We’ll stop selling diesel cars in the US, says Volkswagen: Car maker announces it will focus on SUVs and electric vehicles 

Volkswagen has revealed it will no longer sell diesel vehicles in the United States.

The car maker suffered international embarrassment after it was found to have cheated emission tests on its diesel vehicles around the world.

The company said it would now focus on electric and sports utility vehicles.

The move was announced by VW brand chief Herbert Diess. 

Diesel vehicles had made up a quarter of the German auto giant’s US total sales – around 10-11,000 of the firm’s total sales of 43,000 vehicles this year, down from 48,000 in 2015 before ‘dieselgate’.

Volkswagen has announced it will no longer sell diesel vehicles in the United States following the revelations that it cheated on emission tests for some of its cars around the world. Pictured is the Volkswagen Golf VII

Volkswagen has announced it will no longer sell diesel vehicles in the United States following the revelations that it cheated on emission tests for some of its cars around the world. Pictured is the Volkswagen Golf VII

Volkswagen has already agreed to pay billions of dollars in fines and compensation payouts to US customers since admitting last year to cheating on federal diesel emissions tests.

Mr Diess told German business newspaper Handelsblatt: ‘At the moment we assume that we will offer no new diesel vehicles in the U.S.’

Volkswagen showcased its Atlas SUV, built expressly for the U.S. market, at the Los Angeles Auto Show last week.

He said success in the Americas was vital to reviving the core Volkswagen brand that accounted for 59 percent of the German group’s auto sales in 2015 but only 16 percent of group underlying operating profit. The company will continue to sell diesel cars in European markets.

VW is facing a raft of lawsuits around the world relating to its cheating of diesel emissions tests.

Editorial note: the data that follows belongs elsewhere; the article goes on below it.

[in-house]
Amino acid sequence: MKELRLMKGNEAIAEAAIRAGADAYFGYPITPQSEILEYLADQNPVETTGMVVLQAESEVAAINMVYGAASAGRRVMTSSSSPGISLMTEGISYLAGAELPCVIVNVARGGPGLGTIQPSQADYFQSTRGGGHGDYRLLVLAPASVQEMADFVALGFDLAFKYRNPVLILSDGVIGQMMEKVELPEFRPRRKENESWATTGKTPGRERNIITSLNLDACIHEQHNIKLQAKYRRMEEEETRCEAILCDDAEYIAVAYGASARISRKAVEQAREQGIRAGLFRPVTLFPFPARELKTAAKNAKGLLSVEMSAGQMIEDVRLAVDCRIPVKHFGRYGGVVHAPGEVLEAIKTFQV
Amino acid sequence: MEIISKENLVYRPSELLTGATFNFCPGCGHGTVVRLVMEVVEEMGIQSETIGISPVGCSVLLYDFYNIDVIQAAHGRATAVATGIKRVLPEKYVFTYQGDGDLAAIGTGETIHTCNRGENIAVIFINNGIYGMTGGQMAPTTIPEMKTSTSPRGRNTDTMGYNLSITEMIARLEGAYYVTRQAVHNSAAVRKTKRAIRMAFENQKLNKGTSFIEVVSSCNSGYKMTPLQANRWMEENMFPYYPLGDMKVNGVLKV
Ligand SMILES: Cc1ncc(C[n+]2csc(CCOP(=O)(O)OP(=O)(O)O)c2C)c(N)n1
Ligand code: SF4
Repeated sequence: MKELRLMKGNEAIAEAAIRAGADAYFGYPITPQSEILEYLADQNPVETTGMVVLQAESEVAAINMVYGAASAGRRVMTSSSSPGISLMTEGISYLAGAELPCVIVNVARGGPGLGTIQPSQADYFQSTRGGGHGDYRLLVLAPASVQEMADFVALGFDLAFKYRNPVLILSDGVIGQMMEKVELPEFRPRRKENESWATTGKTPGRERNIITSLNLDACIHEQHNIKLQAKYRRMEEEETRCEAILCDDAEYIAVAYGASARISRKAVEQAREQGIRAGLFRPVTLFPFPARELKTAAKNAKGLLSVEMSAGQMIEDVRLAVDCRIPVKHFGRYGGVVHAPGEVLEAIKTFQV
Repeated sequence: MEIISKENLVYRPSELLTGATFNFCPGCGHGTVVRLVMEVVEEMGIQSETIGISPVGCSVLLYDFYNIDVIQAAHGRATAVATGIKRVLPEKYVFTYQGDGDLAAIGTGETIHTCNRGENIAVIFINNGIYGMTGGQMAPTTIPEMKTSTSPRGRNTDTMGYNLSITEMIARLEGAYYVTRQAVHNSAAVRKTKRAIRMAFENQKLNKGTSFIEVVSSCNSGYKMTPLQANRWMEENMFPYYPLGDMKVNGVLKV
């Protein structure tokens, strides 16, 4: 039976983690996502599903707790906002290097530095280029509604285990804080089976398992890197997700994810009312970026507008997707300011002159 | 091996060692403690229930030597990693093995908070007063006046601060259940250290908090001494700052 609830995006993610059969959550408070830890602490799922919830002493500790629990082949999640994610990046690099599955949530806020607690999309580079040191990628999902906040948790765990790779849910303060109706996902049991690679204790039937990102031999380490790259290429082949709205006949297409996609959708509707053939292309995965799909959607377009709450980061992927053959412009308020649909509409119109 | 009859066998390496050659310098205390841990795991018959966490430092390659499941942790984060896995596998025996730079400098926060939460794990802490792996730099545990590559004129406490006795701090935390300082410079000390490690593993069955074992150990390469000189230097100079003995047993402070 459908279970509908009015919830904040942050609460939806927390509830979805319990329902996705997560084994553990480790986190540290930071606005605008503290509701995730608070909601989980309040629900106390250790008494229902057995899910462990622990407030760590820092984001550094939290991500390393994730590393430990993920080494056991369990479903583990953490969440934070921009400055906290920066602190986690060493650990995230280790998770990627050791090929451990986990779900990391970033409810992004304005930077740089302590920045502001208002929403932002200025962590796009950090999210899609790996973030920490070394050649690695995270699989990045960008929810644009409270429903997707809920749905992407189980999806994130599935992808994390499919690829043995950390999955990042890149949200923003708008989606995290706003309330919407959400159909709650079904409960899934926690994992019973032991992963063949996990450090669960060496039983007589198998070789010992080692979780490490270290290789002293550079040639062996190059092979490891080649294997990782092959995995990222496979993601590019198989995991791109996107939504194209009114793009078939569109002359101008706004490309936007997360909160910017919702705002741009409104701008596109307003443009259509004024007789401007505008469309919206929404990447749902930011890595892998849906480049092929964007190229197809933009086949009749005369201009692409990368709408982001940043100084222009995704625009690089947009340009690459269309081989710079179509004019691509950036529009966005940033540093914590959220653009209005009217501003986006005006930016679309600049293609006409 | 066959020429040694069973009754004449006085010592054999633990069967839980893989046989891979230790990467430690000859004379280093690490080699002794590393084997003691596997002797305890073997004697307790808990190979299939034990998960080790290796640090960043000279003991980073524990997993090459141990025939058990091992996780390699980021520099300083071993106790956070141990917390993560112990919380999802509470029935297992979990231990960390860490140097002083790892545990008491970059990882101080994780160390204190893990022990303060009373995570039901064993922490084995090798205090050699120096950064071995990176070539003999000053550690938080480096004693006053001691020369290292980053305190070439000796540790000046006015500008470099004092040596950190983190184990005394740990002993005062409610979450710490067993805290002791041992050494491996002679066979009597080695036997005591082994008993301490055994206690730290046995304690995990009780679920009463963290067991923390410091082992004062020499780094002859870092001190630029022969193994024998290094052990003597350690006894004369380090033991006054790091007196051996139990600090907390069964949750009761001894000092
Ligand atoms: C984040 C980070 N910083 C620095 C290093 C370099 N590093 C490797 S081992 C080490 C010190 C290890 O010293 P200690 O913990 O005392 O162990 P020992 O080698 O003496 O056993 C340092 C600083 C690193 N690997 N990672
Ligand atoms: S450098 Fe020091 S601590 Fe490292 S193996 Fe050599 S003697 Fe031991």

Earlier this week The Mayor of London wrote to Volkswagen imploring the car giant to ‘fully compensate’ the capital’s residents affected by the emissions scandal.

Sadiq Khan has called on the German firm – known as VW – to reimburse Transport for London (TFL) some £2.5 million in lost Congestion Charge revenue from vehicles which were unknown to be contributing to the capital’s pollution.

Sadiq Khan has called on the German firm to reimburse Transport for London (TFL) some £2.5 million in lost Congestion Charge revenue

Sadiq Khan has called on the German firm to reimburse Transport for London (TFL) some £2.5 million in lost Congestion Charge revenue

The car giant - which makes the Touareg and Polo models - later admitted that 11 million vehicles worldwide were fitted with software which switched engines to a 'cleaner mode' during testing

The car giant – which makes the Touareg and Polo models – later admitted that 11 million vehicles worldwide were fitted with software which switched engines to a ‘cleaner mode’ during testing

It has been more than a year since the Environmental Protection Agency in the US said 482,000 Volkswagen-built cars were fitted with sophisticated software which detected when the vehicles were undergoing official emissions testing and switched the engines to a cleaner mode.

The car giant – responsible for models such as the Polo and Golf – later admitted that 11 million vehicles worldwide were fitted with the software. It set aside 6.5 billion euro (£4.7 billion) to deal with the cost of the scandal.

Mr Khan said: ‘I want to see a proper commitment from them to fully compensate the thousands of Londoners who bought VW cars in good faith, but whose diesel engines are now contributing to London’s killer air.’

The mayor has also asked VW for a progress update on their commitment to re-programme the defeat devices in affected vehicles and the expected completion date.